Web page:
It’s not every day that you see an indie game from an obscure Russian developer making headlines and creating an insane amount of hype online. Aside from the occasional No Man’s Sky, a majority of small-scale projects usually fly under the radar in favor of AAA titles with bigger marketing budgets. However, that’s far from the case when it comes to Atomic Heart, an upcoming first-person shooter currently being produced by Mundfish, a small Russian game studio consisting of 20 developers.
The game first started making rounds back in July 2018 after Mundfish released a trailer where we took a first look at Atomic Heart’s bizarre, sci-fi inspired setting.
While the trailer’s depiction of creepy robots, tentacle monsters, and an alternate, technological-obsessed Soviet Russia were more than enough to ignite the interest of potential players, several strange controversies surrounding the game’s development have proved just as entertaining.
Here, we’ll be covering everything you need to know about Atomic Heart, including its release date and the latest news regarding the storyline and gameplay. Additionally, we’ll be discussing rumors surrounding the game’s development and how Mundfish plans to address players’ concerns. Make sure to check back as we’ll be updating this story following any new announcements.
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When will Atomic Heart Release?
Atomic Heart was initially scheduled to be released sometime in 2019. However, rumors suggest the game will be delayed until at least the end of 2020.
The reason behind the supposed delayed stems from reports that the first-person shooter is currently trapped in development hell as Mundfish struggles to piece together the game’s story and some remaining aspects of gameplay.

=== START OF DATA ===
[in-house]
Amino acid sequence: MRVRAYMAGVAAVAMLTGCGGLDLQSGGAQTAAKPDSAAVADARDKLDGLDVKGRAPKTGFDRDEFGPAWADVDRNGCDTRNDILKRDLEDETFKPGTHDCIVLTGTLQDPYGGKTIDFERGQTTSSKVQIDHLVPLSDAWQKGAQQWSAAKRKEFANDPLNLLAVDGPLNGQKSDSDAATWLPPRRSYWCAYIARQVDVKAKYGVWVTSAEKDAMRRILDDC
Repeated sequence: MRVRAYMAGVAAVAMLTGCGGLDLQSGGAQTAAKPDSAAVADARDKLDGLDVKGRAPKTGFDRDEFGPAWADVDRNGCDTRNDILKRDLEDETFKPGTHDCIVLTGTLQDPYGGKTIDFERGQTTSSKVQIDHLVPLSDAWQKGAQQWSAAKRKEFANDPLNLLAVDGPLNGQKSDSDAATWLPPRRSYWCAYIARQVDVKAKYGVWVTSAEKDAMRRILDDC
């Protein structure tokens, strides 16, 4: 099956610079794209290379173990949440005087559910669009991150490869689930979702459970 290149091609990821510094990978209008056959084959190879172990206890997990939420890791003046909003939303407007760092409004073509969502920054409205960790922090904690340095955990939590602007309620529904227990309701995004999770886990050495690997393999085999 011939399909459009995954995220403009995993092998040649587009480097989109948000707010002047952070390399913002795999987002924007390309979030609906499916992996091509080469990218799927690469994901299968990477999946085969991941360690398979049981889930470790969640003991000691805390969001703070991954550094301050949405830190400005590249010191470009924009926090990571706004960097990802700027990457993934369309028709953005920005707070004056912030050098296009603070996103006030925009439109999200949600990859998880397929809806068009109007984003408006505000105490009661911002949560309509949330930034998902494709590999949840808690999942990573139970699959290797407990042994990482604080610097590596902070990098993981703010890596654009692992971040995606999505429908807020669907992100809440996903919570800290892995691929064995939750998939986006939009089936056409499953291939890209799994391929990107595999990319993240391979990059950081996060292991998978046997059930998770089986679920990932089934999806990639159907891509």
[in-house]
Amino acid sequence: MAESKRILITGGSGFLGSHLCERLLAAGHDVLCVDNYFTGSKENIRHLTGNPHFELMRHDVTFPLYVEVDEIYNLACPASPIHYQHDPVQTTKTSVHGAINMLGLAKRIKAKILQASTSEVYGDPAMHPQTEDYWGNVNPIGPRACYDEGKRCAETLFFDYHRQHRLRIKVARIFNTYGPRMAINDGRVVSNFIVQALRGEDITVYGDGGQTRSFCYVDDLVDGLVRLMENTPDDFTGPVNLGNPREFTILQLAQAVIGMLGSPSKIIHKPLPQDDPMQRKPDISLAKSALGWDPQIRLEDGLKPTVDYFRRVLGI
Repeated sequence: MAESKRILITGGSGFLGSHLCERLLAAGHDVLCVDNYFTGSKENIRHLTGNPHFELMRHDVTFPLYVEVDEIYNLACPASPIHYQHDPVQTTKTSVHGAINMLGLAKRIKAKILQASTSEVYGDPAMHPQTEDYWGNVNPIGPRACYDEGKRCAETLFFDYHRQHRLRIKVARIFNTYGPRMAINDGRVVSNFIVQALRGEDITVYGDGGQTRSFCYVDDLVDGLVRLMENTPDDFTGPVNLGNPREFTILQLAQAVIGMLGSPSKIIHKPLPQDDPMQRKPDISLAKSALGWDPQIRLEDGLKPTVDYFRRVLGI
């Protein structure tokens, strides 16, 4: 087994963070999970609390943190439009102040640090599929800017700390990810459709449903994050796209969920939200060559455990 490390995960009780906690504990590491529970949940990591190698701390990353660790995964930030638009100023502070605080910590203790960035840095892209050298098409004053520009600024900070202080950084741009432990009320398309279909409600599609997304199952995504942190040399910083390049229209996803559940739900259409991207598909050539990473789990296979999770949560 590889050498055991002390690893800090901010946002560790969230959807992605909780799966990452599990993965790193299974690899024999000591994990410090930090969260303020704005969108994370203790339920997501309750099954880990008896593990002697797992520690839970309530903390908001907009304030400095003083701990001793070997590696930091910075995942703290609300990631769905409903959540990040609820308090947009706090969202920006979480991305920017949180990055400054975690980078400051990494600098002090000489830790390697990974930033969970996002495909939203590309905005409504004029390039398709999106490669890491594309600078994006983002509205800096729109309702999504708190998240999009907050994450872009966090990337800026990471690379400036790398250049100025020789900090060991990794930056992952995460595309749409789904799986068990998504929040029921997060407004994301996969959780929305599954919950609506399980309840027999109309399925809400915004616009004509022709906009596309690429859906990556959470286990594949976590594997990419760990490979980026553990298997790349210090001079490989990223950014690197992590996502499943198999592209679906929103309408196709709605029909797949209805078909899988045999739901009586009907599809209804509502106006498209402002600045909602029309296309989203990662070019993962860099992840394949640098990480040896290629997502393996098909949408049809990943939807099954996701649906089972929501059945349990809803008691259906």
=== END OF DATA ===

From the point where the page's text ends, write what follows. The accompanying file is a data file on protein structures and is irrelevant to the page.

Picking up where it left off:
Despite concerns, Atomic Heart is currently available for pre-order at a discounted price when purchasing either the Deluxe Founder or Atomic Founder editions.
Players who purchased the now delisted Steam VR title Soviet Lunapark VR, which features elements of Atomic Heart, will receive a free copy of the game upon release. The official Atomic Heart website has the game listed for both PlayStation 4 and PC.
What is the Story About?
For a game that’s anticipated to be released by the end of the year, we still have few details regarding Atomic Heart’s story beyond a general premise and details from an IGN interview with Mundfish CEO, Robert Bagratuni.
From what we’ve gathered, Atomic Heart is an action RPG set in an alternate version of reality where the USSR still exists and has greatly benefited from a technological revolution. This has resulted in the creation of robots, the internet, hologram technology, and a range of weird scientifical experiments during the 1930s-1960s.
These innovations all carry the mark of communism and a distaste for Western imperialism, along with inherent social/political characteristics reflective of the time.
Atomic Heart’s story is told from the perspective of a Soviet KGB officer with a severe mental illness who’s tasked with investigating a power plant that has gone radio silent. The plant is responsible for the production of robots that get assigned to work in fields, gather timber, harvest crops, and complete other tasks at the request of humans.
While Mundfish has made a point to preserve some degree of mystery surrounding the game’s story, everything they’ve shared indicates some sort of AI-orchestrated revolution in which the machines have risen and started killing their creators Terminator-style.